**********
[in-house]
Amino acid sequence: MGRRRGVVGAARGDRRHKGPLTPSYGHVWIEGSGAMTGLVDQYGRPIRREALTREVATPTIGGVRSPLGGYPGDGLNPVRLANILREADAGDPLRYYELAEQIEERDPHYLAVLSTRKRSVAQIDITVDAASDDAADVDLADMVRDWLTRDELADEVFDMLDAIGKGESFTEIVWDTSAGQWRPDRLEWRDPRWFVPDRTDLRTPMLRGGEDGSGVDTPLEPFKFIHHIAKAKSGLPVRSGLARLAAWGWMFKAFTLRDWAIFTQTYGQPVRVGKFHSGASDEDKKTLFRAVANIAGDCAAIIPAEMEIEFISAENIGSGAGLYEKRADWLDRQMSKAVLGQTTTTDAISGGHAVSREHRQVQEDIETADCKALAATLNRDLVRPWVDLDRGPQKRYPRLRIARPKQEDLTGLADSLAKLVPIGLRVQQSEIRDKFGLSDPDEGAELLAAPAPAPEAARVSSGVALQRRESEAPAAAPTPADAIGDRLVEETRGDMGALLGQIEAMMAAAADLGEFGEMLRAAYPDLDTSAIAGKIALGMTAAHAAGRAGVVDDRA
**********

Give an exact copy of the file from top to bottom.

[in-house]
Amino acid sequence: MGRRRGVVGAARGDRRHKGPLTPSYGHVWIEGSGAMTGLVDQYGRPIRREALTREVATPTIGGVRSPLGGYPGDGLNPVRLANILREADAGDPLRYYELAEQIEERDPHYLAVLSTRKRSVAQIDITVDAASDDAADVDLADMVRDWLTRDELADEVFDMLDAIGKGESFTEIVWDTSAGQWRPDRLEWRDPRWFVPDRTDLRTPMLRGGEDGSGVDTPLEPFKFIHHIAKAKSGLPVRSGLARLAAWGWMFKAFTLRDWAIFTQTYGQPVRVGKFHSGASDEDKKTLFRAVANIAGDCAAIIPAEMEIEFISAENIGSGAGLYEKRADWLDRQMSKAVLGQTTTTDAISGGHAVSREHRQVQEDIETADCKALAATLNRDLVRPWVDLDRGPQKRYPRLRIARPKQEDLTGLADSLAKLVPIGLRVQQSEIRDKFGLSDPDEGAELLAAPAPAPEAARVSSGVALQRRESEAPAAAPTPADAIGDRLVEETRGDMGALLGQIEAMMAAAADLGEFGEMLRAAYPDLDTSAIAGKIALGMTAAHAAGRAGVVDDRA